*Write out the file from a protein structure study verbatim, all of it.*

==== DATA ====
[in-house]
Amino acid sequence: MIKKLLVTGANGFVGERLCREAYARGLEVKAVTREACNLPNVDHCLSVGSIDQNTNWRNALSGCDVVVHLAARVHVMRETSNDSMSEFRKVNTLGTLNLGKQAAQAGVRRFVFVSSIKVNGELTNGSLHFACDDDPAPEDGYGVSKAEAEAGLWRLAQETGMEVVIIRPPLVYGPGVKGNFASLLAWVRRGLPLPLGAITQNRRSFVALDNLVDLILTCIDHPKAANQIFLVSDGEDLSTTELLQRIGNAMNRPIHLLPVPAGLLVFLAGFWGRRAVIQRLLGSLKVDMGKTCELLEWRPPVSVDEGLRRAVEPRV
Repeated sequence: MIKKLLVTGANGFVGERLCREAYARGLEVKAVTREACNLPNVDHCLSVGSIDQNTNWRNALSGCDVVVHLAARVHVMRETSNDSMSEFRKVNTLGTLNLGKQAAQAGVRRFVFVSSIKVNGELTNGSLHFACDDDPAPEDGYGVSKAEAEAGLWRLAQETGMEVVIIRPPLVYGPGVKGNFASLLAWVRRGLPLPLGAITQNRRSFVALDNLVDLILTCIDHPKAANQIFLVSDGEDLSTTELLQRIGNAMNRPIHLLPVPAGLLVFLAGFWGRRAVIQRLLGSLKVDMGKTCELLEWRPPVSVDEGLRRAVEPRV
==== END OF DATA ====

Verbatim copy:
[in-house]
Amino acid sequence: MIKKLLVTGANGFVGERLCREAYARGLEVKAVTREACNLPNVDHCLSVGSIDQNTNWRNALSGCDVVVHLAARVHVMRETSNDSMSEFRKVNTLGTLNLGKQAAQAGVRRFVFVSSIKVNGELTNGSLHFACDDDPAPEDGYGVSKAEAEAGLWRLAQETGMEVVIIRPPLVYGPGVKGNFASLLAWVRRGLPLPLGAITQNRRSFVALDNLVDLILTCIDHPKAANQIFLVSDGEDLSTTELLQRIGNAMNRPIHLLPVPAGLLVFLAGFWGRRAVIQRLLGSLKVDMGKTCELLEWRPPVSVDEGLRRAVEPRV
Repeated sequence: MIKKLLVTGANGFVGERLCREAYARGLEVKAVTREACNLPNVDHCLSVGSIDQNTNWRNALSGCDVVVHLAARVHVMRETSNDSMSEFRKVNTLGTLNLGKQAAQAGVRRFVFVSSIKVNGELTNGSLHFACDDDPAPEDGYGVSKAEAEAGLWRLAQETGMEVVIIRPPLVYGPGVKGNFASLLAWVRRGLPLPLGAITQNRRSFVALDNLVDLILTCIDHPKAANQIFLVSDGEDLSTTELLQRIGNAMNRPIHLLPVPAGLLVFLAGFWGRRAVIQRLLGSLKVDMGKTCELLEWRPPVSVDEGLRRAVEPRV